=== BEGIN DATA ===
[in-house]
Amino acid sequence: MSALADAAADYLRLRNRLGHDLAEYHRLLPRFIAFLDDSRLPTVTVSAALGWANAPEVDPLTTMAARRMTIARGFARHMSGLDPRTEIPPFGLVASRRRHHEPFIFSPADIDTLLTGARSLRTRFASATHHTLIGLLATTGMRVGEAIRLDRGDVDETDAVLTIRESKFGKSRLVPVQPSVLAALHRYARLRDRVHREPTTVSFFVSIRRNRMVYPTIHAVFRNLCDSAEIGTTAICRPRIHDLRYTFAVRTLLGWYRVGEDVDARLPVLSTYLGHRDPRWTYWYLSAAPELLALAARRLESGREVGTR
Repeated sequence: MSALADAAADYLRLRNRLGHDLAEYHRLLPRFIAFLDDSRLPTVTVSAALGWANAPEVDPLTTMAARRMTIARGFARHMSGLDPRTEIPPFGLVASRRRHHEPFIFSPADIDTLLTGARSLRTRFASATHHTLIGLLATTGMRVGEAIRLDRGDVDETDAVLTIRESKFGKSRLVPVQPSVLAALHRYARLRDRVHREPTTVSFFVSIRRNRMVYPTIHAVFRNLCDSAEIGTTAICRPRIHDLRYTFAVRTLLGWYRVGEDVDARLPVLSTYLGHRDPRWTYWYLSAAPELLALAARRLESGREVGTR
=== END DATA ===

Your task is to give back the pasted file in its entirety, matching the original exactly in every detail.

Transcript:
[in-house]
Amino acid sequence: MSALADAAADYLRLRNRLGHDLAEYHRLLPRFIAFLDDSRLPTVTVSAALGWANAPEVDPLTTMAARRMTIARGFARHMSGLDPRTEIPPFGLVASRRRHHEPFIFSPADIDTLLTGARSLRTRFASATHHTLIGLLATTGMRVGEAIRLDRGDVDETDAVLTIRESKFGKSRLVPVQPSVLAALHRYARLRDRVHREPTTVSFFVSIRRNRMVYPTIHAVFRNLCDSAEIGTTAICRPRIHDLRYTFAVRTLLGWYRVGEDVDARLPVLSTYLGHRDPRWTYWYLSAAPELLALAARRLESGREVGTR
Repeated sequence: MSALADAAADYLRLRNRLGHDLAEYHRLLPRFIAFLDDSRLPTVTVSAALGWANAPEVDPLTTMAARRMTIARGFARHMSGLDPRTEIPPFGLVASRRRHHEPFIFSPADIDTLLTGARSLRTRFASATHHTLIGLLATTGMRVGEAIRLDRGDVDETDAVLTIRESKFGKSRLVPVQPSVLAALHRYARLRDRVHREPTTVSFFVSIRRNRMVYPTIHAVFRNLCDSAEIGTTAICRPRIHDLRYTFAVRTLLGWYRVGEDVDARLPVLSTYLGHRDPRWTYWYLSAAPELLALAARRLESGREVGTR